How has it come to pass that Section 1406(a), clear enough in its language and intent, has been now held out as authorizing transfer without personal jurisdiction?
The cases, directing transfer under section 1406(a) despite a lack of personal jurisdiction over the defendant, indicate that the view that the section authorizes transfers even in the absence of personal jurisdiction over the defendant had its genesis in a misconception of the holding of this Court in Schiller v. Mit-Clip Co., 2 Cir., 1950, 180 F.2d 654. For example, in Petroleum Financial Corp. v. Stone, D.C.S.D.N.Y.1953, 116 F.Supp. 426, the court expressed serious doubts as to the propriety of transfer under Section 1406(a) when the transferor court did not have personal jurisdiction over the defendant, but in supposed compliance with Schiller granted the transfer. Petroleum Financial Corp. v. Stone, supra, has been criticized for misconstruing Schiller. 38 Minn.L.Rev. 874 (1954). The unwarranted construction of the statute based on Schiller has gained currency by virtue of repetition. Later cases supposedly following Schiller include United States v. Welch, D.C.S.D.N.Y.1957, 151 F.Supp. 899 (citing only Schiller); Orzulak v. Federal Commerce and Navigation Co., D.C.E.D.Pa.1958, 168 F.Supp. 15 (resting in part on Petroleum Financial Corp. v. Stone, supra, an offsprint of Schiller and an admiralty case, see infra); Amerio Contact Plate Freezers, Inc. v. Knowles, 1960, 107 U.S.App.D.C. 81, 274 F.2d 590 (citing Schiller and its progeny, Petroleum Finance Corp. v. Stone, supra, and United States v. Welch, supra, along with two admiralty cases, Internatio-Rotterdam, Inc. v. Thomsen, 4 Cir., 1955, 218 F.2d 514 and Orion Shipping & Trading Co. v. United States, 9 Cir., 1957, 247 F.2d 755 (in which it appears the district court had jurisdiction)).9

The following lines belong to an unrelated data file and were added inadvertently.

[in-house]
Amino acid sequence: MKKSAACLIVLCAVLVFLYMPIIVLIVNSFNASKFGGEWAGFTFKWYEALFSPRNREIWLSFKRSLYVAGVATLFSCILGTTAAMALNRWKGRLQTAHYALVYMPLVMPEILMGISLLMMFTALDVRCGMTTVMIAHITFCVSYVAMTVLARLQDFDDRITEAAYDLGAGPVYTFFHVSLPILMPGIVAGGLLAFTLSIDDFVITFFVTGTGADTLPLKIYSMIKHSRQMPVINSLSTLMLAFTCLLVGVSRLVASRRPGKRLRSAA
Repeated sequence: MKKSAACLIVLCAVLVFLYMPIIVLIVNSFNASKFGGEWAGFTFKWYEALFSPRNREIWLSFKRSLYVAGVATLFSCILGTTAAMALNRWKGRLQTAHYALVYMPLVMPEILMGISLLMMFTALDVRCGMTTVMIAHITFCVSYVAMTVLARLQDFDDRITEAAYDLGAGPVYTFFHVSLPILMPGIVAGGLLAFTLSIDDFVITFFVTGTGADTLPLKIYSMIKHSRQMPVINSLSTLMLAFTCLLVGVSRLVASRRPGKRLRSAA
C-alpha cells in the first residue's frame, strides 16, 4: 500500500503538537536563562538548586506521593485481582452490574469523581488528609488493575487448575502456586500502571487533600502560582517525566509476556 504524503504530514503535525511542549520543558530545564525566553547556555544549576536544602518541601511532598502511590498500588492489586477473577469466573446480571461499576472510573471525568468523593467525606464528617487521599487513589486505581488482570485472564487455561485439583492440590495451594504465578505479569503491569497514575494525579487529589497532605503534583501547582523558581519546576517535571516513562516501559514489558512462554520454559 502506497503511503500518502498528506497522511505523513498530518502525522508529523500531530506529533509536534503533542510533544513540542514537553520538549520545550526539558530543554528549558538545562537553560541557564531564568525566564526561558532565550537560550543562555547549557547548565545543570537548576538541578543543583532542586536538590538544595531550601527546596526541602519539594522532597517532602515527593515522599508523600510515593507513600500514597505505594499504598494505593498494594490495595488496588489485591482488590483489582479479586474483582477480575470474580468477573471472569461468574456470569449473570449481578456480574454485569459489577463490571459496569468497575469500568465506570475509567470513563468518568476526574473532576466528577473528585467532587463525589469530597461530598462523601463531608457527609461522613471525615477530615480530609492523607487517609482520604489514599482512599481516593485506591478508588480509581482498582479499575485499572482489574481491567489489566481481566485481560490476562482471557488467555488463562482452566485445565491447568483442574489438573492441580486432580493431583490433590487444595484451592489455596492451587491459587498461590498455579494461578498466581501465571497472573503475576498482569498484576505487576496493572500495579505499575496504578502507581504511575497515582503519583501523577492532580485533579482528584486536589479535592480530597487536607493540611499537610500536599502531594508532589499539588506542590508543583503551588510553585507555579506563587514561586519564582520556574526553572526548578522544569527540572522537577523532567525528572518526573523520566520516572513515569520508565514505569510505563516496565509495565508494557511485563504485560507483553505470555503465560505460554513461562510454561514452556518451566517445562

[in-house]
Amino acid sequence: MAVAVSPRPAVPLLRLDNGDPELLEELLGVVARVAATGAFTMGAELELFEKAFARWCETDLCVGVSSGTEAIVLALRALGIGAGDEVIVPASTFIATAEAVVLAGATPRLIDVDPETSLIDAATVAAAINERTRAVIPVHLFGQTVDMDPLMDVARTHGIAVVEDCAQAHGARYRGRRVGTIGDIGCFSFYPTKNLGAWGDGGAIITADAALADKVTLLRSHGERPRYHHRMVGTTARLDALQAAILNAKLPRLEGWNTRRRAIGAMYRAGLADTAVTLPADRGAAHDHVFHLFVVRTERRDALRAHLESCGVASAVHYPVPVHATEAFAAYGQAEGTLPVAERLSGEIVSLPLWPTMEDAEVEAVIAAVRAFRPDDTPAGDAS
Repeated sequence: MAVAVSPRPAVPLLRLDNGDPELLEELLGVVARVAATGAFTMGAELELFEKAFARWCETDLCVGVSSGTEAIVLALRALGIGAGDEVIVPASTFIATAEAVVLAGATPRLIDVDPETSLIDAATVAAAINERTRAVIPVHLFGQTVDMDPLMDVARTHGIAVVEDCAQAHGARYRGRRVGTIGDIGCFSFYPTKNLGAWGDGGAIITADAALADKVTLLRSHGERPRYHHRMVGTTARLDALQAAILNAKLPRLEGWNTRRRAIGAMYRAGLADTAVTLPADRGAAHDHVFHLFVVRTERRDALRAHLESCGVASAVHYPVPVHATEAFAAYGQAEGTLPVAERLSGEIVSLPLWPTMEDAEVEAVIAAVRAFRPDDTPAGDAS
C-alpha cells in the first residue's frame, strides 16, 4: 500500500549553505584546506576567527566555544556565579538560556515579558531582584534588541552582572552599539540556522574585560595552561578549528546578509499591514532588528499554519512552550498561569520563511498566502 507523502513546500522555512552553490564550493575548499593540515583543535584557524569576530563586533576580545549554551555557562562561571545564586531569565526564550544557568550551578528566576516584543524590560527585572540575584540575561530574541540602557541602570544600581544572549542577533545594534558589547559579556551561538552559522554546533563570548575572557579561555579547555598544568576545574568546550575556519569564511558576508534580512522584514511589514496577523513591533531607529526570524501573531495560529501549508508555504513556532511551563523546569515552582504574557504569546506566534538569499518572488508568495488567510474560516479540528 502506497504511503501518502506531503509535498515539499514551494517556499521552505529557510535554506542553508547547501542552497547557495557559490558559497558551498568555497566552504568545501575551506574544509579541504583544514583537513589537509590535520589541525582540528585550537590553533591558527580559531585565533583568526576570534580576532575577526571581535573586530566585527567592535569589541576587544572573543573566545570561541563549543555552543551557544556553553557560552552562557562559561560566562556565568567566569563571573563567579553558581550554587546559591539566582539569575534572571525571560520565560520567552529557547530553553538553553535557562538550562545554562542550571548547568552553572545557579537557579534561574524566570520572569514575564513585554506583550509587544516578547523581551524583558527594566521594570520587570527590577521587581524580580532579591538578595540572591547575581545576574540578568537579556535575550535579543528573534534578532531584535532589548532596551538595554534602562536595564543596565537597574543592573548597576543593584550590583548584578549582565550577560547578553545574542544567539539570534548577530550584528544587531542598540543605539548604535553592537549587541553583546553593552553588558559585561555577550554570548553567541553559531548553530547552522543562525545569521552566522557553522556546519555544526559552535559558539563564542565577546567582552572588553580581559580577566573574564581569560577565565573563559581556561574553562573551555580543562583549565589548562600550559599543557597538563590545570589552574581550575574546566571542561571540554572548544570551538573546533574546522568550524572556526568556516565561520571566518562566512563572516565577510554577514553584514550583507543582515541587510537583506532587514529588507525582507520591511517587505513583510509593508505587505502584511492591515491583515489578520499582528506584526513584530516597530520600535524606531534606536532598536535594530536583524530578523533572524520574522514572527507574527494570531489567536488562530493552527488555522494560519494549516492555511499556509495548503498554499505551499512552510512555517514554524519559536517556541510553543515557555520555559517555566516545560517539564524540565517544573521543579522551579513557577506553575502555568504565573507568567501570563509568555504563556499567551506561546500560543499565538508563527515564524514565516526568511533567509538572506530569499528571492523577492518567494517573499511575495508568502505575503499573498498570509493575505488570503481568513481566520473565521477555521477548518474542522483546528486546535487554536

The recent pronouncement in Amerio Contact Plate Freezers, Inc., supra, that personal jurisdiction is immaterial, merely assumes the existence of such a doctrine based upon Schiller and the subsequent cases which in turn revealed no analysis supporting the conclusion. Similarly, Hayes v. Livermont, 1960, 10, U.S.App.D.C. 43, 279 F.2d 818, filed only several months after Amerio and by the same court, merely relies on that case and Internatio-Rotterdam, Inc. v. Thomsen, supra, an admiralty case.
Schiller cannot correctly be accepted, as it appears it mistakenly has been, for the proposition that section 1406(a) authorizes transfer in the absence of personal jurisdiction of a defendant. In that case the defendants moved to dismiss for lack of personal jurisdiction and improper venue. It was the court which sua sponte ordered the transfer. However, on appeal the plaintiff objected to the transfer and the defendant argued in support of the transfer. In assessing that case, it must be recognized that personal jurisdiction requirements are for the benefit of defendants. If a defendant chooses to waive such jurisdictional objections, he may. Thus, any learning to be derived from Schiller in regard to Section 1406(a) must be limited to cases in which the defendant may be said to have waived his right to object to the jurisdiction of the transferor court by arguing for the transfer. No such waiver of jurisdictional objections here exists.